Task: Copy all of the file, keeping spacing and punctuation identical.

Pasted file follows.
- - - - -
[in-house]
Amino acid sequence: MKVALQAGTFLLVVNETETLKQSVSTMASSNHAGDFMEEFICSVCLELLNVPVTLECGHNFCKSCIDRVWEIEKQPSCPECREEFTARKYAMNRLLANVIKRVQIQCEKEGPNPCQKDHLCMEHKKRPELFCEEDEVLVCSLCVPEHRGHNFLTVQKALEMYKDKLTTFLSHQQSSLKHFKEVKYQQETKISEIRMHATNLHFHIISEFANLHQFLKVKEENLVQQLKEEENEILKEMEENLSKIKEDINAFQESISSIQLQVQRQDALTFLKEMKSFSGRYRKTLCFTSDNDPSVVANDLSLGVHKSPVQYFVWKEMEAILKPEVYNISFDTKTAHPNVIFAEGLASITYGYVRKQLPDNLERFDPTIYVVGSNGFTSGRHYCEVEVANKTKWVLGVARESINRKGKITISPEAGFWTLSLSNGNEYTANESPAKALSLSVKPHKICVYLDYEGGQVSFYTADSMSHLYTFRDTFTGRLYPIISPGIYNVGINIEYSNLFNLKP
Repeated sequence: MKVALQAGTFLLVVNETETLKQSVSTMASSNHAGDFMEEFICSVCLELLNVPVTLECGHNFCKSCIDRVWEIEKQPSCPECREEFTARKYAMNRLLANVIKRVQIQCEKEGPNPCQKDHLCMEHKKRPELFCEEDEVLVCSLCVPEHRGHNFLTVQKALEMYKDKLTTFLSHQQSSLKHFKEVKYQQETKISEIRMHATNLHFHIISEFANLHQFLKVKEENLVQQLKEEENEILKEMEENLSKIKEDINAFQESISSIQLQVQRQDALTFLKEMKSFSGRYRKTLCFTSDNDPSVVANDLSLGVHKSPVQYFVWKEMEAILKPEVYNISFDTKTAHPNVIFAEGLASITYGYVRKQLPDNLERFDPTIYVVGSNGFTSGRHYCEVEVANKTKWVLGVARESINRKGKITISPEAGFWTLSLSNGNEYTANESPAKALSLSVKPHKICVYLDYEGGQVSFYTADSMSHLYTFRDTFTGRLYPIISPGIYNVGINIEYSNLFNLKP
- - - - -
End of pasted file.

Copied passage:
[in-house]
Amino acid sequence: MKVALQAGTFLLVVNETETLKQSVSTMASSNHAGDFMEEFICSVCLELLNVPVTLECGHNFCKSCIDRVWEIEKQPSCPECREEFTARKYAMNRLLANVIKRVQIQCEKEGPNPCQKDHLCMEHKKRPELFCEEDEVLVCSLCVPEHRGHNFLTVQKALEMYKDKLTTFLSHQQSSLKHFKEVKYQQETKISEIRMHATNLHFHIISEFANLHQFLKVKEENLVQQLKEEENEILKEMEENLSKIKEDINAFQESISSIQLQVQRQDALTFLKEMKSFSGRYRKTLCFTSDNDPSVVANDLSLGVHKSPVQYFVWKEMEAILKPEVYNISFDTKTAHPNVIFAEGLASITYGYVRKQLPDNLERFDPTIYVVGSNGFTSGRHYCEVEVANKTKWVLGVARESINRKGKITISPEAGFWTLSLSNGNEYTANESPAKALSLSVKPHKICVYLDYEGGQVSFYTADSMSHLYTFRDTFTGRLYPIISPGIYNVGINIEYSNLFNLKP
Repeated sequence: MKVALQAGTFLLVVNETETLKQSVSTMASSNHAGDFMEEFICSVCLELLNVPVTLECGHNFCKSCIDRVWEIEKQPSCPECREEFTARKYAMNRLLANVIKRVQIQCEKEGPNPCQKDHLCMEHKKRPELFCEEDEVLVCSLCVPEHRGHNFLTVQKALEMYKDKLTTFLSHQQSSLKHFKEVKYQQETKISEIRMHATNLHFHIISEFANLHQFLKVKEENLVQQLKEEENEILKEMEENLSKIKEDINAFQESISSIQLQVQRQDALTFLKEMKSFSGRYRKTLCFTSDNDPSVVANDLSLGVHKSPVQYFVWKEMEAILKPEVYNISFDTKTAHPNVIFAEGLASITYGYVRKQLPDNLERFDPTIYVVGSNGFTSGRHYCEVEVANKTKWVLGVARESINRKGKITISPEAGFWTLSLSNGNEYTANESPAKALSLSVKPHKICVYLDYEGGQVSFYTADSMSHLYTFRDTFTGRLYPIISPGIYNVGINIEYSNLFNLKP